Kendall Phillips, professor of communication and rhetorical studies in the College of Visual and Performing Arts, was interviewed by Observer for the story “The Privileges and Pitfalls of ‘WandaVision’ and Marvel’s Disney+ Empire.” Phillips, who teaches a class on the…
‘Black Syracuse & Beyond: the Richard Breland Photograph Collection’ on exhibit at Syracuse University
The work of local community activist and lifelong Syracuse resident Richard Breland will be featured in a special exhibition “Black Syracuse & Beyond: The Richard Breland Photograph Collection.” The exhibition will be located in Syracuse University’s Panasci Lounge on the second floor of the Schine Student Center from Jan. 27-March 3. An opening reception will be held from 5-7 p.m., Jan. 27 in the Panasci Lounge.
The exhibition is free and open to the public during the Schine Student Center’s normal hours of operation (7:30 a.m.-midnight Monday-Friday, 11 a.m.-midnight Saturday and Sunday). The exhibition is sponsored by the Black Syracuse Community History & Mapping Project and supported by a grant from SU’s College of Arts and Sciences for the Humanities in the Digital Age Excellence Initiative.
“The Black Syracuse project aims to document public history by combining oral histories; digital preservation of materials from local groups, churches and individuals; and conventional archival materials,” says Joan Bryant, associate professor in the Department of African American Studies in SU’s College of Arts and Sciences. “The exhibit is one component of this effort.”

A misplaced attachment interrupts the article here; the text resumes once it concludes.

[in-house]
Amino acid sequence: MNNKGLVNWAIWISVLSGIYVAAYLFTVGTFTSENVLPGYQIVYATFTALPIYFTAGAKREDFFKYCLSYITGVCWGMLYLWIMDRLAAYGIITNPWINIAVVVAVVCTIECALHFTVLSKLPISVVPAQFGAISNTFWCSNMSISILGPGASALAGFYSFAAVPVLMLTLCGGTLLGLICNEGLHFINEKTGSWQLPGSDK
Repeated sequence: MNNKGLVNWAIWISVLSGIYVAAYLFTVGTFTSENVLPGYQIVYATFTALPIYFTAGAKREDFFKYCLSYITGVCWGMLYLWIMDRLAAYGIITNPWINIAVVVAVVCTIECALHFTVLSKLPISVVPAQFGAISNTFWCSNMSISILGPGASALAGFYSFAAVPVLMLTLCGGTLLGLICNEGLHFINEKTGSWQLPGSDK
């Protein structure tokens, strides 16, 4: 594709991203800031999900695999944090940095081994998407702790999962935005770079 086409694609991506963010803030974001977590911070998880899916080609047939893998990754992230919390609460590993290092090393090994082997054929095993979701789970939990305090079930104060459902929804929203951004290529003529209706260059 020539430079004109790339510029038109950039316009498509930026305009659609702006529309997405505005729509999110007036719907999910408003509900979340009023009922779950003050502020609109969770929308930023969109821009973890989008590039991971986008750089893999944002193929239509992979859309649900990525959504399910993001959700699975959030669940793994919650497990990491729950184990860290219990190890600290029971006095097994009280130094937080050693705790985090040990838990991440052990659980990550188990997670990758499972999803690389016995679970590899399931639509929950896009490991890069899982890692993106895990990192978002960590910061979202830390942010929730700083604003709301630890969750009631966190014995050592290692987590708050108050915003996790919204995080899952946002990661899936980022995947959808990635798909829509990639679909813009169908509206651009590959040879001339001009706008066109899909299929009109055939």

The exhibit will become part of an online database of materials that document the cultural, economic, political, religious and social histories and experiences of people of African descent in the Central New York region. Breland’s photos, which he started creating during the 1940s, offer a glimpse into the extensive historical record of Syracuse’s historic 15th Ward. The collection documents neighborhood change as well as persistent community ties that have shaped black life in the Syracuse area. The enlarged digital scans of Breland’s photos and other documents were produced at Light Work/Community Darkrooms.
Bryant’s co-investigator on the Black Syracuse project is Kishi Animashaun-Ducre, assistant professor of African American Studies. The research team also includes Linda M. Littlejohn, associate vice president of SU’s South Side Initiative. Community partners on the project include the Syracuse Black History Preservation Project, the Dunbar Center, the A.M.E. Zion Church Preservation Project and the Onondaga Historical Association.